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Tropical Cyclone Ilsa leaves Pilbara station owners picking up the pieces

Clean-up efforts have begun on Warrawagine Station after the passage of the storm. (Supplied: Lux Lethbridge)

Pastoralists in Western Australia's Pilbara region are picking up the pieces after Ex Tropical Cyclone Ilsa left a trail of "total destruction and devastation" in its path.

The category five system delivered record-breaking sustained wind speeds as it tracked towards the coast before making landfall between De Grey and Pardoo Roadhouse in the early hours of Friday morning,

At Pardoo Station, manager Scott Fraser was still surveying the damage on Monday morning.

"It's a bit overwhelming, I suppose, when you initially see the damage," he said.

Ilsa's centre and eye, including its most destructive winds, passed directly over the station from west to east.

"The trees are facing right to left, but when you get to the other side, they're facing left to right," Mr Fraser said.

"At the main station, there's only two buildings that are untouched, the rest are gone or have rooves off them.

Mr Fraser's truck was blown over at Pardoo Roadhouse. (ABC News: Cason Ho)

"We've got 20-foot (6-metre) containers that have been thrown 25m."

The station's centre pivot irrigation systems were also hit hard.

"Four lost sections or [are] broken, the other 15 are flat," Mr Fraser said.

"Wheels in the air, broken into sections; annihilated — it's flipped them clean over."

But he said plenty of offers of assistance were flooding in, including from local mining companies.

"The community have been unbelievable," Mr Fraser said.

The cyclone left significant damage at Warrawagine Station in the Pilbara. (Supplied: Lux Lethbridge)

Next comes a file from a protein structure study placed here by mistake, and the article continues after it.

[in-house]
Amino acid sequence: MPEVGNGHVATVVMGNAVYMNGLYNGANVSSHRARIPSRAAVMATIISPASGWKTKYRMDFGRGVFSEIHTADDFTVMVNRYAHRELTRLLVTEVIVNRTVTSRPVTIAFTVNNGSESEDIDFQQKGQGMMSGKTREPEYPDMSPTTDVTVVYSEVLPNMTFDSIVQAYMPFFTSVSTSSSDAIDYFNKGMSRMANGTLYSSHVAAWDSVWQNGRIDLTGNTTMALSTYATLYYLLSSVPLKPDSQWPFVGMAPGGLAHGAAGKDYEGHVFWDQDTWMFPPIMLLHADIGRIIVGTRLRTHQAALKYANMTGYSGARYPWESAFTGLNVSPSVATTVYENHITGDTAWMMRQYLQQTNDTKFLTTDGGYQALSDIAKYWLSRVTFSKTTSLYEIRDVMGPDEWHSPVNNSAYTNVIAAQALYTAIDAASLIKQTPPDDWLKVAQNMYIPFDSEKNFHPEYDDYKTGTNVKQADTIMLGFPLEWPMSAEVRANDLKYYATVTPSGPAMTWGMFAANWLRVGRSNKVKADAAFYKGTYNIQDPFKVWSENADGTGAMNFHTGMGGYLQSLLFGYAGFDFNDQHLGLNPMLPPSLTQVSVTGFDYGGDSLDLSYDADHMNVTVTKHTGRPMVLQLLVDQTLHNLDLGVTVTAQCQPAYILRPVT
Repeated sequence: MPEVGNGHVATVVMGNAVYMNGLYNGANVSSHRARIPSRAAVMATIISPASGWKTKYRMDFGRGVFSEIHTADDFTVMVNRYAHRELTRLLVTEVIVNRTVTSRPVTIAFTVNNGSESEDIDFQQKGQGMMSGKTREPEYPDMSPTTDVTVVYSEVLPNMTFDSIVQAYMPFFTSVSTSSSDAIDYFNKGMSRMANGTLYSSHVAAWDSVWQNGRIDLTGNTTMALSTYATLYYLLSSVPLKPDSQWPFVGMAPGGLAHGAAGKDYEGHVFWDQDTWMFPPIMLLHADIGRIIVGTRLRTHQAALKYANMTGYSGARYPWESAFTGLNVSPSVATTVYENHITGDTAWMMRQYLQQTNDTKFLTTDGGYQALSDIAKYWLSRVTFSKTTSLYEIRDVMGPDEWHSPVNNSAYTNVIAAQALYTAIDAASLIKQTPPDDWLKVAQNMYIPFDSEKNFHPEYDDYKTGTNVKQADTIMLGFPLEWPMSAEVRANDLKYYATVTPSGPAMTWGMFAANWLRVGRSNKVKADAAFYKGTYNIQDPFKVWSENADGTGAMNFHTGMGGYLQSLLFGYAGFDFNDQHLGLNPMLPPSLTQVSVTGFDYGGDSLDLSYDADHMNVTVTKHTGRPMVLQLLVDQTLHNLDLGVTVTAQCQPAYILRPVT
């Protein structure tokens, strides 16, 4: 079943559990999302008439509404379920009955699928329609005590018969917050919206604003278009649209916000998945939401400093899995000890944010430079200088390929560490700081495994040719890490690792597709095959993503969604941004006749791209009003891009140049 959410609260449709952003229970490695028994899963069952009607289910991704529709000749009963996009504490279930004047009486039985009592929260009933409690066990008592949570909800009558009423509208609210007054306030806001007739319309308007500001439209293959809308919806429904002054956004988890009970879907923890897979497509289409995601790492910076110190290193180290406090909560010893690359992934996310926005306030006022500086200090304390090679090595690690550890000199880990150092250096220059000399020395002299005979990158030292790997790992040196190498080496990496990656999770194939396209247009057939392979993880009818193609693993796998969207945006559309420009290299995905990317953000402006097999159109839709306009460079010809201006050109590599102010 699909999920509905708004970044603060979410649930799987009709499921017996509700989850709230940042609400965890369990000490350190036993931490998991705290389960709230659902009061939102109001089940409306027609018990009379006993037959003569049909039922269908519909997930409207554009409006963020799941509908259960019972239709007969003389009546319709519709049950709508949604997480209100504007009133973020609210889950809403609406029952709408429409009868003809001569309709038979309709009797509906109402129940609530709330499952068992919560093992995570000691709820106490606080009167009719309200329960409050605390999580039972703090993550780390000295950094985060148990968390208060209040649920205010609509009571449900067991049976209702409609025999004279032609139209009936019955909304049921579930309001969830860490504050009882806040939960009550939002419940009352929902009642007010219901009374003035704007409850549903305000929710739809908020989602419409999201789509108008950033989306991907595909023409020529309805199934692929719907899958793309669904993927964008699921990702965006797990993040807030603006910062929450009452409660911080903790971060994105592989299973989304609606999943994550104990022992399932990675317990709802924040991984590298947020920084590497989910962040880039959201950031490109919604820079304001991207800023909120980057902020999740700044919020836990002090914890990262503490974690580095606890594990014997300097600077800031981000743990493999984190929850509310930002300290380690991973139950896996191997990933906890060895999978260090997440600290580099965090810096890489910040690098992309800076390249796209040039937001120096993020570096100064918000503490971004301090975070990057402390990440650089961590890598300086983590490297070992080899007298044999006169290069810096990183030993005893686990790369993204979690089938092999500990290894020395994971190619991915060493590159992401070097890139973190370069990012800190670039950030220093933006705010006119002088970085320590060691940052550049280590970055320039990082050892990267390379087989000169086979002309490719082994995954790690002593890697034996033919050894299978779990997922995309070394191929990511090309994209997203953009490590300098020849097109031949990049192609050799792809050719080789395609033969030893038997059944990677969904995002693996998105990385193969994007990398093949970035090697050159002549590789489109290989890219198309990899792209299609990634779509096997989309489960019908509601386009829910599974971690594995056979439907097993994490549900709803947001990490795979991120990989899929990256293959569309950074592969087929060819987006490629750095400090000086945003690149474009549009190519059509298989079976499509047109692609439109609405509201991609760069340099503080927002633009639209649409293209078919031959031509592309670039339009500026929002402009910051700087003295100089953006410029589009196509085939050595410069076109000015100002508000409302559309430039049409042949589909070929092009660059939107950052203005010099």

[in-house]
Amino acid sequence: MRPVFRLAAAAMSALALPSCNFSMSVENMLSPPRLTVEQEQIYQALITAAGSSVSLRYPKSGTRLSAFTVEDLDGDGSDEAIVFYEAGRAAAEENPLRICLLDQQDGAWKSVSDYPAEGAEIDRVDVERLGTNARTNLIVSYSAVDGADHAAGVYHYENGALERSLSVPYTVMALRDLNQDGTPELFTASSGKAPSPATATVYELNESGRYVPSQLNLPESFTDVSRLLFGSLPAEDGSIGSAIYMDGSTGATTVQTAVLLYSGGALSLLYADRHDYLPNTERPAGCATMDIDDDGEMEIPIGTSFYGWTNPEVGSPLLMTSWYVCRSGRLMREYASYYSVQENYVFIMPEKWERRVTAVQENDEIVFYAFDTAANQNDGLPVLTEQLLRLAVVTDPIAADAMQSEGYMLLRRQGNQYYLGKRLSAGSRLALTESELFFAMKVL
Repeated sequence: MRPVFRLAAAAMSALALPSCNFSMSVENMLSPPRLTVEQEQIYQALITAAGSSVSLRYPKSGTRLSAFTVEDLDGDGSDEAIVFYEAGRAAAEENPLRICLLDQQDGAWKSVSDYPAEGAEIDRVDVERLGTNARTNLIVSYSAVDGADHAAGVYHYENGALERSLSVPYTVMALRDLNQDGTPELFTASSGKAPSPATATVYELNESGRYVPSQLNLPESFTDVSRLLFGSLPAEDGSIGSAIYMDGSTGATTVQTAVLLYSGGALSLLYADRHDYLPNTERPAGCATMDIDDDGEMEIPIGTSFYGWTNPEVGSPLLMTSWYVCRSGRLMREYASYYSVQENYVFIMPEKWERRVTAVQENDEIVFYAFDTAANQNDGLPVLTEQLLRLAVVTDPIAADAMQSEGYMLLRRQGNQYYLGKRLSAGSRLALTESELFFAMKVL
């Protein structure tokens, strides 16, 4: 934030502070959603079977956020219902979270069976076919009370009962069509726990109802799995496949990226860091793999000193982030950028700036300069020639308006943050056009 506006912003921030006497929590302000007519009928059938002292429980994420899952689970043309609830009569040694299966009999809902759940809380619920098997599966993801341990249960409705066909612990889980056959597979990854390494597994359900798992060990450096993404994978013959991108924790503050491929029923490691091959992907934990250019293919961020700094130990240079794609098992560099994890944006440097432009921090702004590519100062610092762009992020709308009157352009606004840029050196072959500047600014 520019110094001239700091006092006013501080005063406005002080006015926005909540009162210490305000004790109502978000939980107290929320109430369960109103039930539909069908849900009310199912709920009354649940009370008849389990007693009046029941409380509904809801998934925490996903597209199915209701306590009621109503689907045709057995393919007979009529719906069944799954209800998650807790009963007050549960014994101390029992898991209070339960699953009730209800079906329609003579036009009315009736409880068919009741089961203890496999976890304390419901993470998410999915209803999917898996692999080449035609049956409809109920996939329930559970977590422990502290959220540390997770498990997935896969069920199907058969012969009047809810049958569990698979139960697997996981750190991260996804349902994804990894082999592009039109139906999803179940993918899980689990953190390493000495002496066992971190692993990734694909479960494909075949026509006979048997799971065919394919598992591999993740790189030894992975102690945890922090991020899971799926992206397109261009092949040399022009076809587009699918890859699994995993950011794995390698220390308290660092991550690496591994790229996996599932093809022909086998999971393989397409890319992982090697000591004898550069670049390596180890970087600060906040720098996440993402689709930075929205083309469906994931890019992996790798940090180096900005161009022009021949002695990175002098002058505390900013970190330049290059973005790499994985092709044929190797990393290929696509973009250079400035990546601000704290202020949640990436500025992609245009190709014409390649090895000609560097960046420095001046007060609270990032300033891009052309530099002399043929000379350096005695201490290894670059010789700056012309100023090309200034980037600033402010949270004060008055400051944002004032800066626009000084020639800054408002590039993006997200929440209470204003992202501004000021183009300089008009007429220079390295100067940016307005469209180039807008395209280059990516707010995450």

'Nothing left standing'

Lux and Belinda Lethbridge manage Warrawagine Station, 225 kilometres east of Port Hedland, and also suffered significant damage.

Mr Lethbridge said almost all of the station's windmills, solar panels and water points were destroyed by the system.

"In the path of the cyclone there is just nothing as far as man-made infrastructure — [there was] nothing left standing," he said.

The couple also manages Wallal Downs Station at Eighty Mile Beach, about 300km south of Broome, which was predicted to bear the brunt of the category five winds, but escaped relatively unscathed.

There's going to be an extended clean-up period at Warrawagine Station following the passage of Tropical Cyclone Ilsa. (Supplied: Lux Lethbridge)

"We were preparing for seven days before at Wallal Downs because it was on the frontline," Mr Lethbridge said.

"We spent a week here [at Warrawagine] putting heavy stuff away, but nothing can prepare you for that sort of wind.

"When the authorities turned up, they said this was totally unexpected that the wind and category rating was still as intense this far inland."

Mr Lethbridge said the clean up was only just beginning, and given the remoteness of the property and extent of the damage, the task would be a "big logistical process".

"Cutting trees up and carting iron away that's what's easy," he said.

"[We need] local government to try and get roads done to get access … we've got to get trucks in here, we can't get gear in here.

"We don't have accommodation left here for my staff … it's all gone."

Rain from Cyclone Ilsa could help refresh and rejuvenate the landscape, despite the significant damage costs. (ABC News: Cason Ho)

Mr Lethbridge said mustering had already started, but would now be delayed by several weeks.

"We've got so much fence just blown down … and because a lot of the rivers and creeks all ran very high, a lot of flood damage," he said.

"We just have to keep going — we have to manage our cattle because they're our bread and butter, we have to keep going."

Luckier escape for some

While pastoralists are still counting the costs of the damage left behind by the system, the late season rainfall has been a welcome upside.

Mark Bettini owns and manages De Grey Station, about 100km north of Port Hedland.

De Grey Station Manger Mark Bettini said they had escaped the worst of the damage. (ABC News: Cason Ho)

His property "dodged a bullet" when the system left little damage and plenty of late season rainfall.

"Up until this it was a light season, I mean it wasn't a failure … but we'd only probably had about 200 millimetres and our average is about 340mm here," he said.

"Having this rain, this 70mm here, and I think probably more like 100 to 150mm close to Pardoo, it's a huge relief."

Mr Bettini said the excess feed resulting from the significant cyclonic rainfall would set up the rest of the season well.

"The cattle were in good nick anyway, but now they can just keep going you know," he said.

"Hopefully we'll have fat cattle that will weigh well to sell."

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